In many ways, online auctions provide a business opportunity that is perfect for the Web. An auction site can charge both buyers and sellers to participate, and it can sell advertising on its pages. People interested in trading specific items can form a market segment that advertisers will pay extra to reach. Thus, the same kind of targeted advertising opportunities that search engine sites generate with their results pages are available to advertisers on auction sites. This combination of revenue-generating characteristics makes it relatively easy to develop online auctions that yield profits early in the life of the project.
Origins of Auctions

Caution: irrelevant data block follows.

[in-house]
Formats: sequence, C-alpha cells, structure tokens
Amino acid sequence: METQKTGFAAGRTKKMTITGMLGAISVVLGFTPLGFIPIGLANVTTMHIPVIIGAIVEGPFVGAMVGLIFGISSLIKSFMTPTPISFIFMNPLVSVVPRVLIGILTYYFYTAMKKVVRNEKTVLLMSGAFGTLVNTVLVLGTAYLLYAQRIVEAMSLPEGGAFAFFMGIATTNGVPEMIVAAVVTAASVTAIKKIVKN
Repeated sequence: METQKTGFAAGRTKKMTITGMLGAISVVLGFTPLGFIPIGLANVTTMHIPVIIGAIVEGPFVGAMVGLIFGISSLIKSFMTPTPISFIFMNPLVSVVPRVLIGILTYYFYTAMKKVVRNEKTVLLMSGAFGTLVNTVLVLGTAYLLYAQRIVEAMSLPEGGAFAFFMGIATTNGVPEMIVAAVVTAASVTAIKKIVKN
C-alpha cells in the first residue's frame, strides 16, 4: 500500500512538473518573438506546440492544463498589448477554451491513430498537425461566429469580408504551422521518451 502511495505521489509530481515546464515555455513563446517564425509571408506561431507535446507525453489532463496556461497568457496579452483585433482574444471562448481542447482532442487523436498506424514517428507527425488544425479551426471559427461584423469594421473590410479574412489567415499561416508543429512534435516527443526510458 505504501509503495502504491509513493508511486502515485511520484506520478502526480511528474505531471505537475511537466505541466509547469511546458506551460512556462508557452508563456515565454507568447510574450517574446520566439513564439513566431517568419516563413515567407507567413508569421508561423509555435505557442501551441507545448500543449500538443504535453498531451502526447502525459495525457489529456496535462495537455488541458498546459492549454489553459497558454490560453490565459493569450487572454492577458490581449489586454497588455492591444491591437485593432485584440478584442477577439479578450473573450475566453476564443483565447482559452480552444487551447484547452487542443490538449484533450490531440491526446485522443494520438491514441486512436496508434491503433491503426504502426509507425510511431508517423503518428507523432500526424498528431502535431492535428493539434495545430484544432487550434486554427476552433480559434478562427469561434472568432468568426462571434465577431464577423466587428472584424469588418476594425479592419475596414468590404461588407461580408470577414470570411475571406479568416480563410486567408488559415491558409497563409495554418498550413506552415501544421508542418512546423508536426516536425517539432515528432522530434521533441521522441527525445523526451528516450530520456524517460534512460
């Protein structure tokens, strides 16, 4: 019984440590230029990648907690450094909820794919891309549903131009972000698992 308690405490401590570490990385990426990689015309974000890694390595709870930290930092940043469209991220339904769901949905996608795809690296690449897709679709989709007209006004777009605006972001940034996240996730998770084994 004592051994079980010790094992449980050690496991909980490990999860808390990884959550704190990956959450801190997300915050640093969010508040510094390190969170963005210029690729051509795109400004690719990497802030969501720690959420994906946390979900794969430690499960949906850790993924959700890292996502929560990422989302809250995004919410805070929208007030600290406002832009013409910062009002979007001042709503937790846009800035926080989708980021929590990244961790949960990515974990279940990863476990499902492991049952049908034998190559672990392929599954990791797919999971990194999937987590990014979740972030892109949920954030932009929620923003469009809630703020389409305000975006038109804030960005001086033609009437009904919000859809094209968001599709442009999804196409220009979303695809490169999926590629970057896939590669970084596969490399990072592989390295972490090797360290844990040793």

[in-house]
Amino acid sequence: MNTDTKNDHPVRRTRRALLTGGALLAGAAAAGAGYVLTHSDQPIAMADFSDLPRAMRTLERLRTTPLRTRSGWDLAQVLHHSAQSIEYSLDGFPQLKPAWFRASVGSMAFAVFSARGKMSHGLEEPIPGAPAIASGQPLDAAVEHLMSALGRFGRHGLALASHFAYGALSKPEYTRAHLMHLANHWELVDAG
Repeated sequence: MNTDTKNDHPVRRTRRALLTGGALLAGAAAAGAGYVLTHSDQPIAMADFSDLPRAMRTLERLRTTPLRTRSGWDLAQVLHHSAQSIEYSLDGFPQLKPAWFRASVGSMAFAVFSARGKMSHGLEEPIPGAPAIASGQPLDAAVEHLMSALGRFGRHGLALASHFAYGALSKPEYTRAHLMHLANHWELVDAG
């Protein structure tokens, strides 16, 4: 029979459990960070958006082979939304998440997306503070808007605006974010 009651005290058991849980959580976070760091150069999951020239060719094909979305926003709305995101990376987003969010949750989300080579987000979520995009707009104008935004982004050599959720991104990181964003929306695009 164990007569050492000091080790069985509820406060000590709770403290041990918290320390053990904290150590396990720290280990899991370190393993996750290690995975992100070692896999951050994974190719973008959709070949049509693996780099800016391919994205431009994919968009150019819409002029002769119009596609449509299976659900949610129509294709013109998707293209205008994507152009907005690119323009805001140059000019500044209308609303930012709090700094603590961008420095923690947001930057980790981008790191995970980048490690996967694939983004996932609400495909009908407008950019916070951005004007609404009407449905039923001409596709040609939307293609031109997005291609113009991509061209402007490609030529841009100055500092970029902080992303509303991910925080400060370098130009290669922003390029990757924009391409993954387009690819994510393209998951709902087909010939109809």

In an auction, a seller offers an item or items for sale, but does not establish a price. This is called “putting an item up for bid” or “putting an item on the (auction) block.” Potential buyers are given information about the item or some opportunity to examine it; they then offer bids, which are the prices they are willing to pay for the item. The potential buyers, or bidders, each have developed private valuations, or amounts they are willing to pay for the item. The whole auction process is managed by an auctioneer. In some auctions, people employed by the seller or the auctioneer can make bids on behalf of the seller. These people are called shill bidders. Shill bidders can artificially inflate the price of an item and may be prohibited from bidding by the rules of a particular auction.